This is a guest post by Rob Wellings. Rob graduated from The Landscape Atelier last year, and now serves as a teaching assistant. Rob shows his paintings and drawings in galleries and juried shows, and maintains a studio in Malvern, PA.
With its many moods and qualities, charcoal is a time-honored medium for artists across the genres. As a medium for artists drawing the landscape, charcoal is particularly suited to the changing light and weather we encounter in Nature. The wide range of values, edges, and textures possible with charcoal give the artist a naturally expressive tool that can also address the needs of fine draftsmanship.
Charcoal’s diversity is also seen in its many applications and uses. Whether applying it to laid or textured paper or canvas or using it to produce larges masses, fine lines, or washes, today’s artists continue to explore its flexibility. As we see in the examples below, artists are using charcoal to explore the aesthetics of the landscape in beautiful and interesting ways:
In these four examples, we can see the multitude of grays, the painterly drawing, and the atmospheric textures that one can achieve with charcoal. Its dry application naturally achieves an atmospheric look and can enhance Nature’s abstract qualities, as in the works of Emily Nelligan and Alexandre Hollan; or can be used as a wash and applied with a brush, as in the exciting surfaces of Michael Wann’s drawings. Even the complex forms and refined details found in Sue Bryan’s work are laced with an existential mood.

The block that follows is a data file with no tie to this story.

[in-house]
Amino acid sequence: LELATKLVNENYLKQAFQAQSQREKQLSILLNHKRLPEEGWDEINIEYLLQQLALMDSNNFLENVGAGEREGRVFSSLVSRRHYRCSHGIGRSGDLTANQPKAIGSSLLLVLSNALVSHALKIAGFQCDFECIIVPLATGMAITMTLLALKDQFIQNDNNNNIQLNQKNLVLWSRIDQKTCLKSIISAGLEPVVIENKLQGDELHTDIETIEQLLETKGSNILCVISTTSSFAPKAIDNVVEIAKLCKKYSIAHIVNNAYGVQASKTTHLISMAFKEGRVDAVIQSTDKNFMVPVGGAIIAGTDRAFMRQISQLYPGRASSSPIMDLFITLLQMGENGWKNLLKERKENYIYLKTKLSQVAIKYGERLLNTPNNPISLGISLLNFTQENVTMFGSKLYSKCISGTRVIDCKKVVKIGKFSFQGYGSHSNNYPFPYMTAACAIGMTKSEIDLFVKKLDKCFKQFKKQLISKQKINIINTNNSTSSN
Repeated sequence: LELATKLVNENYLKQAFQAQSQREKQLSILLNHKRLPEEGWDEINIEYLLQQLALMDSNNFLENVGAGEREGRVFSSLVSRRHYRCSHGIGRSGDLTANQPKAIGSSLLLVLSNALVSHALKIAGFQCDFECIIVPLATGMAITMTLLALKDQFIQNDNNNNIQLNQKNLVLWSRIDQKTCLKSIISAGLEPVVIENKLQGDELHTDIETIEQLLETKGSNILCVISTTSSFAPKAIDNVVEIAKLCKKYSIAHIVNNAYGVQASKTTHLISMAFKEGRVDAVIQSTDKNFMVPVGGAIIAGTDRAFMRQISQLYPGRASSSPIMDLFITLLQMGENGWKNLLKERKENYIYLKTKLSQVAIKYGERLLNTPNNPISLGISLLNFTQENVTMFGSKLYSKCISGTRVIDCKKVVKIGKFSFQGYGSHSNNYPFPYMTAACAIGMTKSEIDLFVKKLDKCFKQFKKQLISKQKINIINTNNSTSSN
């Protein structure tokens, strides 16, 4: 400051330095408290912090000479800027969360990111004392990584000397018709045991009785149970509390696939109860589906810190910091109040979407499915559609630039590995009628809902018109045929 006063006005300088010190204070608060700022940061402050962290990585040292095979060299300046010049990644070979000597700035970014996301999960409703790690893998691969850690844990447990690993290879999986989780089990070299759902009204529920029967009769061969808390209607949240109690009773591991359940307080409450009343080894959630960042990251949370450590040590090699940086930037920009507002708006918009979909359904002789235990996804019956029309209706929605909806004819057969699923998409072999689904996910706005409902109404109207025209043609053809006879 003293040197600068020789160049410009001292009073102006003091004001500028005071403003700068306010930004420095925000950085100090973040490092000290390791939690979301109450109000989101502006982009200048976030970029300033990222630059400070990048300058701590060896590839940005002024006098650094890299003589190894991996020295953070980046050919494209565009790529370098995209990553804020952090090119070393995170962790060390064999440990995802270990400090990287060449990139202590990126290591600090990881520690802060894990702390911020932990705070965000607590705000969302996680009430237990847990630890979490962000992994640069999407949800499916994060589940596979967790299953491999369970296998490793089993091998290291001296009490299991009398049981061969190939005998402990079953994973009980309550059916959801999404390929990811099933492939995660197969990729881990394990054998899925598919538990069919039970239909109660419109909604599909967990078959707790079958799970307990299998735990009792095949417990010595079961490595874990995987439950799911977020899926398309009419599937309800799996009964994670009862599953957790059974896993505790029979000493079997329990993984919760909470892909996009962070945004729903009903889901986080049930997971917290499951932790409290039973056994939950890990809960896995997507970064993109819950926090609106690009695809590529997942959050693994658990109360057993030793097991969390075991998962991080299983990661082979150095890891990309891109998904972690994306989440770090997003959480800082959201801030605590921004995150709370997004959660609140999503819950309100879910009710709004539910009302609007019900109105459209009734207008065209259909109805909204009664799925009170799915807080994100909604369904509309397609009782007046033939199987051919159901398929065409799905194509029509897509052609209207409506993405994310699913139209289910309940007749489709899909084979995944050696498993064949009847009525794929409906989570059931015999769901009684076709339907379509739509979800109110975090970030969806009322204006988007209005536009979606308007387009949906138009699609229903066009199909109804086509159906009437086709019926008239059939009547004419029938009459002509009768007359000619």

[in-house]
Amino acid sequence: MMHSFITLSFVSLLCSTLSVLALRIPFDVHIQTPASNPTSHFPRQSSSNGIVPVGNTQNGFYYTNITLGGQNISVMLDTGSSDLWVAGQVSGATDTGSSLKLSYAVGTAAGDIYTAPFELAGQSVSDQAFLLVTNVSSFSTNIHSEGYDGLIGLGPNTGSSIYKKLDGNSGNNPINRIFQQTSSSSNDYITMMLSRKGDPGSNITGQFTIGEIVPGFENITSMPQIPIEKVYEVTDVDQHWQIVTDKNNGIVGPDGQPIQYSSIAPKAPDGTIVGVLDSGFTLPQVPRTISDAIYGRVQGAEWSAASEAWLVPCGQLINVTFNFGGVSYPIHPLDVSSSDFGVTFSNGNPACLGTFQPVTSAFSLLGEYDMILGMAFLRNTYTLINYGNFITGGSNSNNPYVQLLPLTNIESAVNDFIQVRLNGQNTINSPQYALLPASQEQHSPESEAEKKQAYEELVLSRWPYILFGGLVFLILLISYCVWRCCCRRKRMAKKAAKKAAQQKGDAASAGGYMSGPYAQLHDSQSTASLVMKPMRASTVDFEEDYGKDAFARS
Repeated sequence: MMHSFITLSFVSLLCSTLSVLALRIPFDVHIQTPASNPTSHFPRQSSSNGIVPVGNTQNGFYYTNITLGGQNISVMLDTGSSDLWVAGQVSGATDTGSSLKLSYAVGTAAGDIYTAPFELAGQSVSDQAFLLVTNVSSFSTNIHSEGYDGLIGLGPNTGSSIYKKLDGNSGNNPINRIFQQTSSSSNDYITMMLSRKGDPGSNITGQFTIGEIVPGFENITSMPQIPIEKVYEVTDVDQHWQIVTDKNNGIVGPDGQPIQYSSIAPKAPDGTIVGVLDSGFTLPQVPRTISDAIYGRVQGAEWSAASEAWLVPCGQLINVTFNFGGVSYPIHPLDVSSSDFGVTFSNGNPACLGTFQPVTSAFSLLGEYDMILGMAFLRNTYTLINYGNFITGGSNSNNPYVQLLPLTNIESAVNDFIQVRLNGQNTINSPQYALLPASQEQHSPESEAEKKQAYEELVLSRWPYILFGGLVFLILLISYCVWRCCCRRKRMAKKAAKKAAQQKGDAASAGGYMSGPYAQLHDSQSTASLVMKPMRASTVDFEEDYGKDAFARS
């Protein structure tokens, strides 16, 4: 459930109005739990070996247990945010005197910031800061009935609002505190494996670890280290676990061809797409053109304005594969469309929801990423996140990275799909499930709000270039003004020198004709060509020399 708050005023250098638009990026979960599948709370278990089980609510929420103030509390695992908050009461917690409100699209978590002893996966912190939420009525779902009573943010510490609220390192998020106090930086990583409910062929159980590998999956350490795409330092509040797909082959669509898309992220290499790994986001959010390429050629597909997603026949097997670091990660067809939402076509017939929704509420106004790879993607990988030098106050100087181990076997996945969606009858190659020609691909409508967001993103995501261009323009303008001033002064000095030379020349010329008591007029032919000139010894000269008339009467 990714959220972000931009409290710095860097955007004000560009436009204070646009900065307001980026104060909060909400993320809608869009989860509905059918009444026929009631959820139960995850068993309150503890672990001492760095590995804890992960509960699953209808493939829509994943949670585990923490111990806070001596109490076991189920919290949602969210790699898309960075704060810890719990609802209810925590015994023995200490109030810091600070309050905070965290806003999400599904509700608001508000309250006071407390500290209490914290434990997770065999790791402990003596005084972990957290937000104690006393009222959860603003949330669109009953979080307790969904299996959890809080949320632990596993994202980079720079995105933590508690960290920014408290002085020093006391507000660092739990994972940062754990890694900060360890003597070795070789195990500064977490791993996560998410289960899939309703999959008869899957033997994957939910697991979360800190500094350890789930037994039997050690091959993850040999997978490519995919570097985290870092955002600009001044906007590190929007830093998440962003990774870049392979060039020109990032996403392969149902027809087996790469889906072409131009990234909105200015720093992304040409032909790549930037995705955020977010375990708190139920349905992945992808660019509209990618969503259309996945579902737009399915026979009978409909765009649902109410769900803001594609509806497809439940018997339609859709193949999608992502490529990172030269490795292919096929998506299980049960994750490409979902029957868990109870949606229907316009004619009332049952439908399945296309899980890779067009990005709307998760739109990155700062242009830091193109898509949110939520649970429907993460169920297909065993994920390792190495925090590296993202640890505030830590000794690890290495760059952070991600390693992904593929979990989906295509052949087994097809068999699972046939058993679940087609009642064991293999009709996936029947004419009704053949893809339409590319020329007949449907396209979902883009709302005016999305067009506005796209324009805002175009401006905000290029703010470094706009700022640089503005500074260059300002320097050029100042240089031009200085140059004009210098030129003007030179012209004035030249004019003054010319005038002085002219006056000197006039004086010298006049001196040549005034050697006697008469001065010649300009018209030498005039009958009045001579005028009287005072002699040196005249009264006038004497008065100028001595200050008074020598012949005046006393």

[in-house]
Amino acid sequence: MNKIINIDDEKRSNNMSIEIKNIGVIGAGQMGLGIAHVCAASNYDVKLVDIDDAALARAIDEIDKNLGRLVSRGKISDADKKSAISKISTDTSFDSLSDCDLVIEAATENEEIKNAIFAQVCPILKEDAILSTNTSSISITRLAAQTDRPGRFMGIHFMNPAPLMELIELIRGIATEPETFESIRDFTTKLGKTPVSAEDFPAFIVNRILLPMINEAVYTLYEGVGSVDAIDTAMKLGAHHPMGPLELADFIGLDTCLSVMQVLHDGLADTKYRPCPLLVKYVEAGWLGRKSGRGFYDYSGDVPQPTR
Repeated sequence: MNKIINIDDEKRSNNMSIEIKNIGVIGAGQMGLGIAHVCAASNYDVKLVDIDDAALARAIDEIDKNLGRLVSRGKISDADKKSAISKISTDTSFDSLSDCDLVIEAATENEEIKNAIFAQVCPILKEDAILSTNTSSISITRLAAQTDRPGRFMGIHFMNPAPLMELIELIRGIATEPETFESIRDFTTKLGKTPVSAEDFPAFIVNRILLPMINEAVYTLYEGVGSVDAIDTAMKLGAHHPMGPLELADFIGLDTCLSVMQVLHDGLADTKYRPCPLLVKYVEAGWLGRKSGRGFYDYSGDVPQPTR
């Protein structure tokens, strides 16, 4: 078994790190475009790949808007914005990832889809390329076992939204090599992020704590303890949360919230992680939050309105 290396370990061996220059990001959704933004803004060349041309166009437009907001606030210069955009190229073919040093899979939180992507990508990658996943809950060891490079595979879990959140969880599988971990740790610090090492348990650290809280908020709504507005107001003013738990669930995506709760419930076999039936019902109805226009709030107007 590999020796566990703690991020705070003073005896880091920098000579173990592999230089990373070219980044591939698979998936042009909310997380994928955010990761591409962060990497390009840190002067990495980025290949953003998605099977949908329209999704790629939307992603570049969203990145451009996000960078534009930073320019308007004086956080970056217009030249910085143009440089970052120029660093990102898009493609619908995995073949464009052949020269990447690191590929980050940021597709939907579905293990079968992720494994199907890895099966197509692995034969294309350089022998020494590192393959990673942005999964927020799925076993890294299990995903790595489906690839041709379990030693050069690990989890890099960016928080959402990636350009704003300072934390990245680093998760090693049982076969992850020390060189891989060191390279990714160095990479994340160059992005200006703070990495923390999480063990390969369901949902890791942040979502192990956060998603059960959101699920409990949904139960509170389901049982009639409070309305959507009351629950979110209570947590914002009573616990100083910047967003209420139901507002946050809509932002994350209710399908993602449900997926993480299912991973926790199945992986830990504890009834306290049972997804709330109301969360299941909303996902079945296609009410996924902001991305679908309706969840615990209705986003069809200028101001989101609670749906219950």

In the drawing below, Deborah Paris used the texture of the tinted paper and vine charcoal stick to depict the mass of foliage; whereas for the tree, she judiciously used a charcoal pencil and eraser to represent the contour and interior forms.
In the drawing below, I used a combination of charcoal (both vine and compressed) and wash. The fluidity of the charcoal is a wonderful medium to use when working from imagination, as I was in this drawing.
In The Landscape Atelier, we use charcoal as a bridge between graphite and oil to move students from line and contour to mass drawing, as well as exploring its possibilities as a medium for finished work.
No doubt, working with charcoal presents many challenges. Its sensitivity to touch and poor adhesion to surface call for gentle care and transport. Despite these challenges, the qualities of charcoal for the depiction of landscape is well worth a thorough exploration.
P.S. We have two great drawing classes coming up this year! Drawing the Landscape – a six week class designed for all levels of artists who want to improve their drawing skills (March) and Drawing the Landscape in Charcoal, a new class, which will be given in June. Join us!